States face a cliff in Medicaid funding, as the enhanced federal matching formula expires at the end of June 2011. In the last six months of the 2011 fiscal year alone, the federal infusion of extra funds totals $14 billion. Enrollment growth averaged 8.5 percent in 2010, exceeding projections of 6.6 percent as the impact of the Great Recession drags on. States must begin planning for the expansion of Medicaid eligibility required under federal health reform, due to begin in 2014. The Congressional Budget Office projected states’ costs at $20 billion between now and 2019, contrasted to the federal cost of $434 billion. A Kaiser Family Foundation and Urban Institute report projected possible costs as high as $43 billion under a “high enrollment” scenario.
States must make governance decisions as well as consider how aggressive they want to be in shaping the products offered to consumers under the exchange. The exchange must have a method to determine Medicaid eligibility as well as eligibility for federal subsidies to purchase private insurance. States must demonstrate by Jan. 1, 2013, that they are ready for full implementation by Jan. 1, 2014; otherwise the federal government will step in. States may form multiple exchanges for different geographical areas and may work together to form regional exchanges, via interstate compact or other agreement.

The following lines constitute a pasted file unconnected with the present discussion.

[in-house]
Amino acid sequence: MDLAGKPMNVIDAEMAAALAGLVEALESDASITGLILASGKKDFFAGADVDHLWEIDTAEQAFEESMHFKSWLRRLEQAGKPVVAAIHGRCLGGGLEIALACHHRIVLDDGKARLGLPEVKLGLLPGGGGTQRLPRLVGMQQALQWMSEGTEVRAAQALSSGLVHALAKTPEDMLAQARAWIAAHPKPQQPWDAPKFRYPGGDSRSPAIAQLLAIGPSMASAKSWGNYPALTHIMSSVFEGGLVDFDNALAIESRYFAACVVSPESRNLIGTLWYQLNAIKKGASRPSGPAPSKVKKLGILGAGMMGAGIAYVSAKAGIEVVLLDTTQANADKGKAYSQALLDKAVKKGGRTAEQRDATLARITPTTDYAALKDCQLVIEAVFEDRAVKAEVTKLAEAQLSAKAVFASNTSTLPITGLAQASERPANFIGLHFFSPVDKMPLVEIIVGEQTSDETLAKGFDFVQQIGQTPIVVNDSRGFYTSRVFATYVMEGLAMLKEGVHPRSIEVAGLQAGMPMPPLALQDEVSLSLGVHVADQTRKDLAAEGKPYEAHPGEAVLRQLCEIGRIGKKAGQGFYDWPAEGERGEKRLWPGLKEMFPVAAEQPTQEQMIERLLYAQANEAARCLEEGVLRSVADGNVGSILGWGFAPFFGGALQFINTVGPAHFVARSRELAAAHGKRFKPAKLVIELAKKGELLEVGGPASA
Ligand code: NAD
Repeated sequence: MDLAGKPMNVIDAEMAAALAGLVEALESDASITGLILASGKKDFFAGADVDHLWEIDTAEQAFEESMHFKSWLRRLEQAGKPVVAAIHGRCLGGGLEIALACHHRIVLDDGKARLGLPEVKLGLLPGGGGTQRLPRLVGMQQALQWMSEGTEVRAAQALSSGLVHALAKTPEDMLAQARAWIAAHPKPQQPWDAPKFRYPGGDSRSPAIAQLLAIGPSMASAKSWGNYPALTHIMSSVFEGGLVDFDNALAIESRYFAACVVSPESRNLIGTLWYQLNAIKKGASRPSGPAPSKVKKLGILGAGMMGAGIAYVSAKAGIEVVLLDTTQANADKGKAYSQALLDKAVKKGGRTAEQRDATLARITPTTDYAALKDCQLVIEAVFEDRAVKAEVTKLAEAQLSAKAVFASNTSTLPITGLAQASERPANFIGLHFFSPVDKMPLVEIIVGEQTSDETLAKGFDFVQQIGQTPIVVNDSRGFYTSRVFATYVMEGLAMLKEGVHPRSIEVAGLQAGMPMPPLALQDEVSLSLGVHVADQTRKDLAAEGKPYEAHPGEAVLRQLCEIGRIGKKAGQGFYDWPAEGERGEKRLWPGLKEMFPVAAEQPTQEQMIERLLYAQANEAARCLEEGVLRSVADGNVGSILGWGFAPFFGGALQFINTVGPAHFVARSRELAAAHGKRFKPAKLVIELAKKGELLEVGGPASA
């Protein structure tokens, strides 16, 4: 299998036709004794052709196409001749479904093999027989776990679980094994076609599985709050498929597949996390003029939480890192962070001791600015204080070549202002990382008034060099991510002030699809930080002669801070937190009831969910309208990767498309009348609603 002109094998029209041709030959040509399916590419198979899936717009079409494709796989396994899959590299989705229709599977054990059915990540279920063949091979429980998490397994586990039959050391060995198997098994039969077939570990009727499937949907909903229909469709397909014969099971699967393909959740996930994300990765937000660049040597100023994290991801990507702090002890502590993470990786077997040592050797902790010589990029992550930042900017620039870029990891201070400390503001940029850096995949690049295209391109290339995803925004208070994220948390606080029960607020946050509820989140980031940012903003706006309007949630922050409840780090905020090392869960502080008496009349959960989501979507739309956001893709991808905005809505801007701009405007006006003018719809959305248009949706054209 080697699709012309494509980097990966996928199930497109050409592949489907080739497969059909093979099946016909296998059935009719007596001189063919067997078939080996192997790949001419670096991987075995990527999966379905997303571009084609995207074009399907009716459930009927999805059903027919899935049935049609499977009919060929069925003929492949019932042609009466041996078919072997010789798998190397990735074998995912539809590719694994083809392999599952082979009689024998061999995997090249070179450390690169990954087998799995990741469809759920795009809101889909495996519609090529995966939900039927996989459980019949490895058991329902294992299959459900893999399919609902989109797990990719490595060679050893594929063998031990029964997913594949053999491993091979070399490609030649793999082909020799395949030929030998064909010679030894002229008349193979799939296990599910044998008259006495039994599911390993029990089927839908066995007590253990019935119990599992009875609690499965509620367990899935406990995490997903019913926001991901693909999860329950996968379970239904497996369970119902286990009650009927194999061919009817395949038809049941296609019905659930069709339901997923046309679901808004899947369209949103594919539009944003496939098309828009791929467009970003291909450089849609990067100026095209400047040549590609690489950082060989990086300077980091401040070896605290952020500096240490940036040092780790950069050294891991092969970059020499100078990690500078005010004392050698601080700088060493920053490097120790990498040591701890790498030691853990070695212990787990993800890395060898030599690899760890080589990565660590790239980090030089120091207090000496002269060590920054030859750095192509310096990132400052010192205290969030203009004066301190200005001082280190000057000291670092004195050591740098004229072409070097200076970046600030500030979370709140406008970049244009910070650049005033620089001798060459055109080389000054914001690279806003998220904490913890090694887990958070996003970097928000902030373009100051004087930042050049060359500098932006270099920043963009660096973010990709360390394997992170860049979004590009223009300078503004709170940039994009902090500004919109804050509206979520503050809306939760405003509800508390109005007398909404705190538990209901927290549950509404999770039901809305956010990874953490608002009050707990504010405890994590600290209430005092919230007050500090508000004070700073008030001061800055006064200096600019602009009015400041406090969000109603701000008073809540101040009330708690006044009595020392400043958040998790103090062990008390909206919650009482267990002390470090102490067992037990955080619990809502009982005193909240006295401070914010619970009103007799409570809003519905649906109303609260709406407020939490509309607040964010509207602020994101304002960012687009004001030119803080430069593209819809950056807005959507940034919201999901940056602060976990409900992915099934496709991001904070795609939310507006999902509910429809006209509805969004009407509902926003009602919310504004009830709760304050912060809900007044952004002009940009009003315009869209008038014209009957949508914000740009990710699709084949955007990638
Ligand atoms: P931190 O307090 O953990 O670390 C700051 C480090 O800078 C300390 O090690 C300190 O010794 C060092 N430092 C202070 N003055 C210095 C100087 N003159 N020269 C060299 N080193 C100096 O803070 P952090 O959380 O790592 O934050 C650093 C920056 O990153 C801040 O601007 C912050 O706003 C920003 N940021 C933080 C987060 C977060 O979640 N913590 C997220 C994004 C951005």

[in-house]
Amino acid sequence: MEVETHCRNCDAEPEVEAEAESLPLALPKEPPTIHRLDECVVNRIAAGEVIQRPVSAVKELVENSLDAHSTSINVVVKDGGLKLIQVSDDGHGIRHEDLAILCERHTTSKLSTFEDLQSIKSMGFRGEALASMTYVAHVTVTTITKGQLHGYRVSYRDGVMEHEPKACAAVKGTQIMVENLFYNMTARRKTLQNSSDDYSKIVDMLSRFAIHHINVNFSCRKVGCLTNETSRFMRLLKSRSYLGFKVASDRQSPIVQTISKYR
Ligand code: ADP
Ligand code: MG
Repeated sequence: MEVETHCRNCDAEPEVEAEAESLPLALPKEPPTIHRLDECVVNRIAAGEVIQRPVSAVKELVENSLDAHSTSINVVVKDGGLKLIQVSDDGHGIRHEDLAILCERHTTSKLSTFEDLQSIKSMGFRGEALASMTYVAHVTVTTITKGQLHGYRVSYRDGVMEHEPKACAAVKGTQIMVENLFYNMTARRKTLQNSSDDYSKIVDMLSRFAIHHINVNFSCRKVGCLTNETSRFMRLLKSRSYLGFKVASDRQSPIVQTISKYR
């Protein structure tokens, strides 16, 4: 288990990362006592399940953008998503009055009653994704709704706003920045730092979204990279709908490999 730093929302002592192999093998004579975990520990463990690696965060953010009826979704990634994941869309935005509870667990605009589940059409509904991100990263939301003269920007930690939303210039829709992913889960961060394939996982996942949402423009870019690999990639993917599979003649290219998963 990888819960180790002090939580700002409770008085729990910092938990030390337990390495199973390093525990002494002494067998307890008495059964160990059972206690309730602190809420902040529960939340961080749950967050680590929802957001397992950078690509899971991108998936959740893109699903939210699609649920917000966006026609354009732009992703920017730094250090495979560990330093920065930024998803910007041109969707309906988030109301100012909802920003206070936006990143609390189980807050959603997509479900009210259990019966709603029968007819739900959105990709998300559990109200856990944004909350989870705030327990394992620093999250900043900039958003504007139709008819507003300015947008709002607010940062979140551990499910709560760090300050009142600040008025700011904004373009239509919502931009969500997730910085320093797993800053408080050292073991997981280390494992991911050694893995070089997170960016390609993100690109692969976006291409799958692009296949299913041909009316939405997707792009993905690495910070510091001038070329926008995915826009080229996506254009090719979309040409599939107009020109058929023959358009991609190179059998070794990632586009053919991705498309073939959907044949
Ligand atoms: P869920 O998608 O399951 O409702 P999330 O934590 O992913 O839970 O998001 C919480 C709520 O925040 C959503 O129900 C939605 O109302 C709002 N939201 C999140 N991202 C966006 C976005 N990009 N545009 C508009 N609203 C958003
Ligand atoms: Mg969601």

Many states need to expand their statutory authority to meet the requirements of federal health reform. For instance, states vary in how they review rates and whether they can reject large increases. State departments of insurance will be coming forward with legislative packages.
State policymakers are responsible for ensuring infrastructure is in place for the coming health information technology revolution. Physicians will be moving to electronic medical records and digital information sharing.
Legislators will strive to identify innovative policies to address rising health care costs, increasing obesity rates, especially among youth, and effective smoking cessation programs. However, state budgets are unlikely to be able to absorb new spending, even if it is likely to save money in the long run.